Why Did I Receive A 1099-C Tax Form From My Credit Card Company?


Why Did I Receive a 1099-C Tax Form from my Credit Card Company?

Remember, the IRS views forgiven credit card debt as taxable income

Dear Kim,

About 6 months ago, I received a call from a credit card company offering me the opportunity to pay $3,000 instead of the $5,200 I owed them. I had recently lost a job and had not been paying on the card. Payment was about 4 month past due. When I got a new job, I went ahead and accepted the settlement offer. I just received a 1099-C in the mail and have no idea what this is. It appears to be a tax form and is in regards to the $1,200 that was settled by my credit card company. What do I do with this form?

Thank you,



Dear Sylvia,

Let me begin by stating that I am not a tax professional and that I strongly suggest seeking the guidance of a tax professional before filing your taxes. The 1099-C is a tax form sent by the credit card company with whom the debt was settled and is a very important tax form. The form reports Cancellation of Debt Income.  When a settlement is accepted by a credit card company, a certain amount of debt is forgiven by the credit card company. The IRS views that forgiven debt as taxable income.

When filing your taxes, you will report the 1099-C on line 21 of the 1040. This amount will be added to the income, increasing the tax liability. It is imperative that you file the 1099-C. If you neglect to do so it could result in IRS penalties, fines and an IRS audit.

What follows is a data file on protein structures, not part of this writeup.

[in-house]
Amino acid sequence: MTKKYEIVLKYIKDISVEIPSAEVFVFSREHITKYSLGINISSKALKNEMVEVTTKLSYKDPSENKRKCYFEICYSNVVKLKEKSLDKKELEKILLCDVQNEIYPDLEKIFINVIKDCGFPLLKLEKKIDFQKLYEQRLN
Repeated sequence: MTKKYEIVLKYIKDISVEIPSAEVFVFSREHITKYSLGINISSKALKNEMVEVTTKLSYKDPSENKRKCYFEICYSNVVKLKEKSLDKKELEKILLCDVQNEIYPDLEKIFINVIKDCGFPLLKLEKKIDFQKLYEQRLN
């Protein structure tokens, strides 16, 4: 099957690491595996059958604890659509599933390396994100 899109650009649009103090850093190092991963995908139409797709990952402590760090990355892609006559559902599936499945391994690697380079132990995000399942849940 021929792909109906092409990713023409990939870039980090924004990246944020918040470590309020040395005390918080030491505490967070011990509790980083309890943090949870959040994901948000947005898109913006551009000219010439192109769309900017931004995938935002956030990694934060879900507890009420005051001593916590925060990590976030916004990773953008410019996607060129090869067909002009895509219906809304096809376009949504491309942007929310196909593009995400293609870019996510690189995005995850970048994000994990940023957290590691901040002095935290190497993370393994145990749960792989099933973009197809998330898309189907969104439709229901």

Many consumers are unaware of the 1099-C. Creditors and collection agencies don't often reveal to the consumer that they will be required to file the form, or the potential tax ramifications. At this time, they are not required to divulge this information. For countless consumers, this tax burden exacerbates an already acute financial situation.

It is my opinion that debt settlement is rarely the answer to a financial hardship. The tax consequences can be significant enough to offset the benefits of the forgiven debt. The damage to the credit report and score can be significant, and other avenues should be investigated prior to agreement to a debt settlement. I suggest speaking with a certified credit counselor before agreeing to any settlement offer and working with a tax professional if you are in receipt of a 1099-C.

Good Luck,


Kim headshot 3

Kim Cole is the Education Outreach Coordinator for Navicore Solutions. Kim provides financial education workshops and seminars to communities. Readers can submit general questions relating to personal finance, credit scoring, debt management, student loans, home finance or bankruptcy which may be highlighted in the next month's edition. All identifying information will be kept anonymous.

Please send your questions via email to DearKim@navicoresolutions.org

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